Our "New Normal" - The Guardian's Ode to Lytton

After the last three days I've about had it with the Petro-Pimps of Parliament Hill starting with our prime-ministerial pipeline pusher, Justin Trudeau. It's hard to put what we went through into perspective. Fortunately The Guardian has taken care of that: On Sunday, the small mountain town of Lytton, British Columbia, became one of the hottest places in the world. Then, on Monday, Lytton got even hotter – 47.9C (118F) – hotter than it’s ever been in Las Vegas, 1,300 miles to the south. And by Tuesday, 49.6C (121F) . Lytton is at 50 deg N latitude – about the same as London. This part of the world should never get this hot. Seattle’s new all-time record of 108F, also set Monday, is hotter than it’s ever been in Miami. In Portland, the new record of 116F would beat the warmest day ever recorded in Houston by nearly 10 degrees. This heat wave was a perfect storm long in the making. After centuries of fossil fuel burning and decades of warnings from scientists, it’s time to say

Three Consecutive Days. Three All-Time Canadian Heat Records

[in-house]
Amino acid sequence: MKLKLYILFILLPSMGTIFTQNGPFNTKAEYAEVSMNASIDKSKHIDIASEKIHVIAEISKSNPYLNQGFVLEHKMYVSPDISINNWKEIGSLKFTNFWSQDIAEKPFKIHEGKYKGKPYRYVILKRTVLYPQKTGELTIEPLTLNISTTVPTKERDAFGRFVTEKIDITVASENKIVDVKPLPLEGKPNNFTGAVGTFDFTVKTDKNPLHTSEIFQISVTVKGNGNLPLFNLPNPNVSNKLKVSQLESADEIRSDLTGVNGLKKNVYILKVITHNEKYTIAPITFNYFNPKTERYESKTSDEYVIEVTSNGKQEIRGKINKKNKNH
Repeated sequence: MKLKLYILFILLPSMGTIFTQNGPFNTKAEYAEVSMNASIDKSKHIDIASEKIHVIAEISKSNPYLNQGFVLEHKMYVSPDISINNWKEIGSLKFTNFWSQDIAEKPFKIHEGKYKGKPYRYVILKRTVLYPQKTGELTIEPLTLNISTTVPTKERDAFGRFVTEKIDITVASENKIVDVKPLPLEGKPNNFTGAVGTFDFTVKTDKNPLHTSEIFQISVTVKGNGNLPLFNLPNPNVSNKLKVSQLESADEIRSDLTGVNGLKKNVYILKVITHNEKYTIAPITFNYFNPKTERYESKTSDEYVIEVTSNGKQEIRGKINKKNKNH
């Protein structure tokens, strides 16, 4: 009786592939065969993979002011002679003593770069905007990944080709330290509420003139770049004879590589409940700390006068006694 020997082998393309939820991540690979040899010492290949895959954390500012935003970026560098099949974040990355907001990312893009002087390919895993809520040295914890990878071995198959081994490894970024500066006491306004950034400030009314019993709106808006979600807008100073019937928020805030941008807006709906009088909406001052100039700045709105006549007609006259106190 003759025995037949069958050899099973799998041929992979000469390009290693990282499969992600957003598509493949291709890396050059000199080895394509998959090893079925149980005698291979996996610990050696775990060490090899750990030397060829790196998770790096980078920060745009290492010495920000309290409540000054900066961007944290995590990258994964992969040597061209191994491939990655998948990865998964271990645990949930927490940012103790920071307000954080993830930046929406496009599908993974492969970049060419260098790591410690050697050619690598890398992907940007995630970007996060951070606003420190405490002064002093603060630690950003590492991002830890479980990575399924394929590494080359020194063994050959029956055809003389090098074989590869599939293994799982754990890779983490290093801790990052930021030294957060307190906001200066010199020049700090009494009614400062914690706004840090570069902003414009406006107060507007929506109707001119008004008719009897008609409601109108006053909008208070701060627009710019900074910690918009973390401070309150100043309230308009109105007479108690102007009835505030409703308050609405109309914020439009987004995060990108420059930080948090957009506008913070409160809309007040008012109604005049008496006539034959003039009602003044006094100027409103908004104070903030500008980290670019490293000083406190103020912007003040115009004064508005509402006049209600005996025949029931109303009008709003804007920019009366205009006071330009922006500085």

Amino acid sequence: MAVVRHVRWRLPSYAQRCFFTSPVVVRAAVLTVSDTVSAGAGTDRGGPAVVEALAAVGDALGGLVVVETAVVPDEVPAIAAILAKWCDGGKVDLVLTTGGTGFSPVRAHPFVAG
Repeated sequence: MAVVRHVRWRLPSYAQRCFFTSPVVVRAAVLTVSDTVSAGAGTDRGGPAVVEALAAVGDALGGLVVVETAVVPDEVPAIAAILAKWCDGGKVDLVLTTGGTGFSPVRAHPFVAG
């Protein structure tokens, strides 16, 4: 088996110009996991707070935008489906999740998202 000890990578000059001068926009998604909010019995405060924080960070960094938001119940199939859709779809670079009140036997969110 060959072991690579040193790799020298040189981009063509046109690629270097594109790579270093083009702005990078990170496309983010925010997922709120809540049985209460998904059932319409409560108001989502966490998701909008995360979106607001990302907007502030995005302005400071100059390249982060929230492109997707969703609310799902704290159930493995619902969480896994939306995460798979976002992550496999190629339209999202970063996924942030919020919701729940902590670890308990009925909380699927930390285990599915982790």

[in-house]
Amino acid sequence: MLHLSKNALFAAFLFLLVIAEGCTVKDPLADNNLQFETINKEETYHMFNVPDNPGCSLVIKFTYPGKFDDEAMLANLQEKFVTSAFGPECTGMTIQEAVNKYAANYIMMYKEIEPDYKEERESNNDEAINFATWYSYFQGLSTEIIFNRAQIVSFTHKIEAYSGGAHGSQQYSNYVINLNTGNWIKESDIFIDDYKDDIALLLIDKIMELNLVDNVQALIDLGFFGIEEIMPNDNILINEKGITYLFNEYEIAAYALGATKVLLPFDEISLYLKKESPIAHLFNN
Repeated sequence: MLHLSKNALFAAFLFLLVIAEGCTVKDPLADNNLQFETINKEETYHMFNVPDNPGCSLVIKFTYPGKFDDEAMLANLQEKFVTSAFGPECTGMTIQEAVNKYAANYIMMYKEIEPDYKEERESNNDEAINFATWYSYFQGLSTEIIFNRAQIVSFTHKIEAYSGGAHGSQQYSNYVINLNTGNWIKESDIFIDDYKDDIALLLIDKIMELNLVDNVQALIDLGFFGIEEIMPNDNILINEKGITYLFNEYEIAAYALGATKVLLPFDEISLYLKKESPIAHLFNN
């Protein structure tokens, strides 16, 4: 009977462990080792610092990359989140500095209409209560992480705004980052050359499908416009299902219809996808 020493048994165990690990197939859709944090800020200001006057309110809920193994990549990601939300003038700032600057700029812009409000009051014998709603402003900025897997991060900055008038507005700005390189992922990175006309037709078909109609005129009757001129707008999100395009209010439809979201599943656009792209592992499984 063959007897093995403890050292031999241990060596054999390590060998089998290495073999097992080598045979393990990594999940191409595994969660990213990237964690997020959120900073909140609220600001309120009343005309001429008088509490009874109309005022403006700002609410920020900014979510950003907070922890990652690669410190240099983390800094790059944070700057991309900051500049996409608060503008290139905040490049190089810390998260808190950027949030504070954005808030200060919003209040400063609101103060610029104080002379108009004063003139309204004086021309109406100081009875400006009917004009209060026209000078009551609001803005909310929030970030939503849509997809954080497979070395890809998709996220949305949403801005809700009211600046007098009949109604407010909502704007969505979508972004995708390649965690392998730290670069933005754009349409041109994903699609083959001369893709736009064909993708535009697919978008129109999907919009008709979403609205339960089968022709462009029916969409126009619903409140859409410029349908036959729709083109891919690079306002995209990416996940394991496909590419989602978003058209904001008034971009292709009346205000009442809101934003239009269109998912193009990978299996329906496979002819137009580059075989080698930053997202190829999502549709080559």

Lytton, B.C., a town on the Fraser Canyon, went into the record books on Sunday when it hit 46.6 degrees Celsius. Lytton went into the record books again on Monday by peaking at 47.9 C. Lytton went into the record books for the third time in three days today with 49.6 C. Three for three . Before this week, the highest temperature ever recorded in Canada was 45 C in Saskatchewan in 1937. This week's heat wave has blown that previous record away. On Tuesday alone, seven locations in B.C. met or exceeded the 45 C mark, including Lytton, Cache Creek (47.4 C), Grand Forks (45 C), Kamloops (47.3 C), Kelowna (45.2 C), Lillooet (46.7 C) and Osoyoos (45 C). Fortunately, we have a federal government that has proclaimed a climate state of emergency exists in Canada. Unfortunately it's the Trudeau government. “The danger rating in the Kamloops fire centre is high to extreme which is because of this hot and dry weather so obviously that means we're at a high or extreme risk of fire whic